Good morning, fellow delegates, representatives, and distinguished guests. On behalf of the United States, I would like to thank you, Mr. Chairperson and the German delegation; Dr. Yigitguden, Coordinator of OSCE Economic and Environmental Activities, and his staff; and Jan Plešinger and the OSCE Document Center in Prague for the tremendous work organizing this week’s events.
Let me also express appreciation to all of our expert panelists and speakers, whose remarks and presentations sparked a number of interesting discussions and questions. The moderators were particularly effective in keeping the debates lively and focused, resulting in a more energized Forum. We also appreciate the contributions from NGOs, academia, international organizations, and, of course, the business sector.
The importance of good governance was repeatedly emphasized during the Forum this week. As expert speakers and panelists noted in several sessions, good governance has a profound effect on the business climate and sustainable economic development; the fight against corruption, money laundering, and terrorism finance; environmental issues and green energy solutions; trade facilitation; the prevention of labor exploitation in supply chains; and the integration of migrants, including into our labor markets. As the very foundation of effective government, good governance and the fight against corruption continue to be priorities for the United States, and we support the OSCE’s continued focus on them.
As Special Representative Dr. Erler discussed in his keynote speech, there is broad agreement that greater weight should be given to economic issues in the OSCE as a means to build trust and create momentum for political solutions. Within this context, the concept of greater economic connectivity was discussed as having the potential to reduce tensions and improve stability within the OSCE region. The United States agrees with this concept, and is, in fact, working to strengthen connectivity in the Caucasus and Central Asia through regional efforts such as the New Silk Road initiative and the Central Asia Regional Economic Cooperation Program. Having said that, it is clear that sufficient political will must exist before economic connectivity can play its part in building trust and restoring security. Without sufficient political will, connectivity remains mostly a theoretical concept.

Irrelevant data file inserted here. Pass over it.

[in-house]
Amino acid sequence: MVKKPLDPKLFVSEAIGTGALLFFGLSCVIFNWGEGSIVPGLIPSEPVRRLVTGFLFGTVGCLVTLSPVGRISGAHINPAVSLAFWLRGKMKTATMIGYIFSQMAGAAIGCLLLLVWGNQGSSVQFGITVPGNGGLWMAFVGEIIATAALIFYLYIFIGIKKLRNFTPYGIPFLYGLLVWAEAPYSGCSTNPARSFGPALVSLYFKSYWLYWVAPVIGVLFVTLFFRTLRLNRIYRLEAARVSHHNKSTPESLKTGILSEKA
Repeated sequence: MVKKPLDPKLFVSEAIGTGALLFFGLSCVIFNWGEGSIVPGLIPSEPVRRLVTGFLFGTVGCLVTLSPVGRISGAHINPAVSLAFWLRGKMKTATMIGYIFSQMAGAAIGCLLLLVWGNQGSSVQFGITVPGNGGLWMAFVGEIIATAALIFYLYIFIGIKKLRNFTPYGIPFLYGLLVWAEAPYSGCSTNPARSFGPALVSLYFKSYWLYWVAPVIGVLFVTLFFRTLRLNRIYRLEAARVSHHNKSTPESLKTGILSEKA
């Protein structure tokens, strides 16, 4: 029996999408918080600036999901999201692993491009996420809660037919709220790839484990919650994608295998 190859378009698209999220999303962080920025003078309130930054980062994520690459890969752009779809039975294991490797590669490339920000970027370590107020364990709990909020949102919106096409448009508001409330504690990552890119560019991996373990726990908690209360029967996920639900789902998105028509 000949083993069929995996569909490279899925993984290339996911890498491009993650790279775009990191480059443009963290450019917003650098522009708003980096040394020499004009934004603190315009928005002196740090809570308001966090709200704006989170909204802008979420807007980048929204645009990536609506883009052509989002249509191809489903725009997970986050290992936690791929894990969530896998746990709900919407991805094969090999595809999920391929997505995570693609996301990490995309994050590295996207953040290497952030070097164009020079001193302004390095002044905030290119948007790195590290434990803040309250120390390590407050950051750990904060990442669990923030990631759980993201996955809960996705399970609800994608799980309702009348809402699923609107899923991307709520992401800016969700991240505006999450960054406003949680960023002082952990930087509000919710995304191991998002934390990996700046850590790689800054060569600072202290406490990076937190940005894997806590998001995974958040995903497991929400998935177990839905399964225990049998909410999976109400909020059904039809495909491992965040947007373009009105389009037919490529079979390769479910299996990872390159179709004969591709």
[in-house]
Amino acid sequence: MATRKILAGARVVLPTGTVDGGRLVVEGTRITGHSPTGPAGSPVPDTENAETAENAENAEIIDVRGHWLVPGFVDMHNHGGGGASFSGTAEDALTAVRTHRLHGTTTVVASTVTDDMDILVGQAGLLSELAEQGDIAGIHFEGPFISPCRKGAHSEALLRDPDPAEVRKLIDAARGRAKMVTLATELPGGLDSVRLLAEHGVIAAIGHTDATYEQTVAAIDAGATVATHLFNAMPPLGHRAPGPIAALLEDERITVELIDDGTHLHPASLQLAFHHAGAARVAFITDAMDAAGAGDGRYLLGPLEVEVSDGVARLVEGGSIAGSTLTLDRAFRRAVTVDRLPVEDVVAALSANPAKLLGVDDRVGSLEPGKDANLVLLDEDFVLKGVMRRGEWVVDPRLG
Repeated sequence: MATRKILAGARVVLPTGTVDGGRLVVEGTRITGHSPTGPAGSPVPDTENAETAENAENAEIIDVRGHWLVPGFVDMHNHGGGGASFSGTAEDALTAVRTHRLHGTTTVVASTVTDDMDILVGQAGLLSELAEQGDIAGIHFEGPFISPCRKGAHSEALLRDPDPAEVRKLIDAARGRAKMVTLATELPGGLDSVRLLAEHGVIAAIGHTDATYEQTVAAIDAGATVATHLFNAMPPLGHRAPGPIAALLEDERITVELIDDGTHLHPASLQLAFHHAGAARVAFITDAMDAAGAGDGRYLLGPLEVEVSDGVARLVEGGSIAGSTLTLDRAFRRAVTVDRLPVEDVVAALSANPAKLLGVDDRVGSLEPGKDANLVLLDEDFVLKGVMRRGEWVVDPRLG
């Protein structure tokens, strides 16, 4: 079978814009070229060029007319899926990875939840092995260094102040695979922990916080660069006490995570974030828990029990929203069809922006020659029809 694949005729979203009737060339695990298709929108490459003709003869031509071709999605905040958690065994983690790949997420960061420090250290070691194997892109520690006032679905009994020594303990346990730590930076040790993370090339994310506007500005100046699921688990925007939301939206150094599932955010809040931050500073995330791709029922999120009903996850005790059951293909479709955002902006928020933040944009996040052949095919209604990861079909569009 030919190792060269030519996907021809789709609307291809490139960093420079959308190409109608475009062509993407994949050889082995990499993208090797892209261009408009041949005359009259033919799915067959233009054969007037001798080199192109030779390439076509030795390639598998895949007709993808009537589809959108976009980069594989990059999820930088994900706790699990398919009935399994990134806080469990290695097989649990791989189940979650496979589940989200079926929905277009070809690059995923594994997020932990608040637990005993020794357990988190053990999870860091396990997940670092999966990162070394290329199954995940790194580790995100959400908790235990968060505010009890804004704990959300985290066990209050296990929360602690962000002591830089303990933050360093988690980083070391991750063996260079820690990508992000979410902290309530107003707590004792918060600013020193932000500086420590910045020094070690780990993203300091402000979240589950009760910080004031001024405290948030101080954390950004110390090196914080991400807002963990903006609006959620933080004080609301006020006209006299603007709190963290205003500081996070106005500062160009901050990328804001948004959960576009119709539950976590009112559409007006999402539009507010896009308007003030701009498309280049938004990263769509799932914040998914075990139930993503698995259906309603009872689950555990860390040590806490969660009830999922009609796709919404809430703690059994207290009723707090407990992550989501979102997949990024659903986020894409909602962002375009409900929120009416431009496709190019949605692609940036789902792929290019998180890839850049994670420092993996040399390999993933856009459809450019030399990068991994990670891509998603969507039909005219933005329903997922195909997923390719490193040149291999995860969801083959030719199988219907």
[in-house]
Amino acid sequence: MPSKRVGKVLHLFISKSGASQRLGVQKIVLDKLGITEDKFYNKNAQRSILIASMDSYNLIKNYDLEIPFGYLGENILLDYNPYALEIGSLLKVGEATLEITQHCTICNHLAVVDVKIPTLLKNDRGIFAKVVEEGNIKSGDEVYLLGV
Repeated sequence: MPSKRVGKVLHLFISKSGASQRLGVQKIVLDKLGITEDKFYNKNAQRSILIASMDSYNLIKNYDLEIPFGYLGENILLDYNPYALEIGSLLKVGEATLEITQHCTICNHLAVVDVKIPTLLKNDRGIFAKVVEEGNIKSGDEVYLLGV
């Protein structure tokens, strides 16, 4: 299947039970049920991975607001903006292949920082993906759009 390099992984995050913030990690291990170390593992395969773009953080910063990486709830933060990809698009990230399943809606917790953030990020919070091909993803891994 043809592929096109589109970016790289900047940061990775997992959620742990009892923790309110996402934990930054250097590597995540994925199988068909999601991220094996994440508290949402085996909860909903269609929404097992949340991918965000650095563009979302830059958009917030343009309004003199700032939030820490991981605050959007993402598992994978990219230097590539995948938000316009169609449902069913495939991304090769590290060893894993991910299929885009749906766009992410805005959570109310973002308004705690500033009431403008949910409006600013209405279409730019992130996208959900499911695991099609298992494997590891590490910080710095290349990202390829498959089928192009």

During this week’s Forum, there have been calls for participating States to avoid creating new divisions or dividing lines in the OSCE by imposing or maintaining economic sanctions. The argument was put forth that sanctions run contrary to the concept of improved security and stability through greater economic connectivity. Mr. Chair, let me be clear. No one wants sanctions, including the United States. All of us should regret that sanctions are still necessary. And we agree that closer economic ties and connectivity among states can contribute to improved security and stability. In fact, this is a fundamental principle of the OSCE and the Helsinki Final Act. This is why we should not kid ourselves about who is responsible for creating dividing lines in the OSCE. Through its occupation and attempted annexation of Crimea, and its aggression in eastern Ukraine, Russia has made the choice to create new divisions by clearly violating its international obligations and contravening its OSCE commitments, demonstrating Russia’s disregard for the principles that undergird not only this Organization, but European security itself.